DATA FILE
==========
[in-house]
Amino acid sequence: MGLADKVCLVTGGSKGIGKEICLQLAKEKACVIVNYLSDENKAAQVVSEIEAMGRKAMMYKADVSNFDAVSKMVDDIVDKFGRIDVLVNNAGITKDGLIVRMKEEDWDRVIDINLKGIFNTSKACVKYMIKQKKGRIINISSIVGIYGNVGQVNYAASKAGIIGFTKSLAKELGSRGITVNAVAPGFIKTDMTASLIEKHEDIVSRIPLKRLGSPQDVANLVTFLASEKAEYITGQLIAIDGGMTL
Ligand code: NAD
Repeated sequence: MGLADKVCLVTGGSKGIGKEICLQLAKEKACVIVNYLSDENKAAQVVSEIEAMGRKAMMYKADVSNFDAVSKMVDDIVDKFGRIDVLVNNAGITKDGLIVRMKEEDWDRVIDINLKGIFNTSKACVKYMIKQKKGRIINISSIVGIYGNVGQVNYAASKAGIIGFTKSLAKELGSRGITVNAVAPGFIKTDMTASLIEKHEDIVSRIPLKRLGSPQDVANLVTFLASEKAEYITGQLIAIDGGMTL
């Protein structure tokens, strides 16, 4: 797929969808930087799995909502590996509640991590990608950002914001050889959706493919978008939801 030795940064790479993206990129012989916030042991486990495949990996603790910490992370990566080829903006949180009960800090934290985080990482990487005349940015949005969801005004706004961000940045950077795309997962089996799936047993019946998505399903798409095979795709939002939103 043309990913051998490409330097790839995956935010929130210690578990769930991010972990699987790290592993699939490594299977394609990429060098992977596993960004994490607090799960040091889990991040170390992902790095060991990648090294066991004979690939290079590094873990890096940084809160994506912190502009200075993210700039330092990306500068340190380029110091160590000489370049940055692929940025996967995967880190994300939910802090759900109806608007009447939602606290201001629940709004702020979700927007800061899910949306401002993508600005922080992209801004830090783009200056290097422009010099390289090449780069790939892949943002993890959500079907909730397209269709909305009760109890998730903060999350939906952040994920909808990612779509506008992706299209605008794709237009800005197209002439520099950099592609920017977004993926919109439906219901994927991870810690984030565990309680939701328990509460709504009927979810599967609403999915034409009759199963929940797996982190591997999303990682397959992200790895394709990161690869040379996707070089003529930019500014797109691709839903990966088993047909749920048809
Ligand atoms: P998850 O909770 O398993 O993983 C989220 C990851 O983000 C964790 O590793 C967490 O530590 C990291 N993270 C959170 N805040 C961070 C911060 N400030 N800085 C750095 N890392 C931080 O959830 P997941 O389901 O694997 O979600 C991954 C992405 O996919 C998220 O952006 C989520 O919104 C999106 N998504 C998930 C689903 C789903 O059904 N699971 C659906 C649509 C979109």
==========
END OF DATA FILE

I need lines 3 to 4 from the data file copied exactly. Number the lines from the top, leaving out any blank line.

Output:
Ligand code: NAD
Repeated sequence: MGLADKVCLVTGGSKGIGKEICLQLAKEKACVIVNYLSDENKAAQVVSEIEAMGRKAMMYKADVSNFDAVSKMVDDIVDKFGRIDVLVNNAGITKDGLIVRMKEEDWDRVIDINLKGIFNTSKACVKYMIKQKKGRIINISSIVGIYGNVGQVNYAASKAGIIGFTKSLAKELGSRGITVNAVAPGFIKTDMTASLIEKHEDIVSRIPLKRLGSPQDVANLVTFLASEKAEYITGQLIAIDGGMTL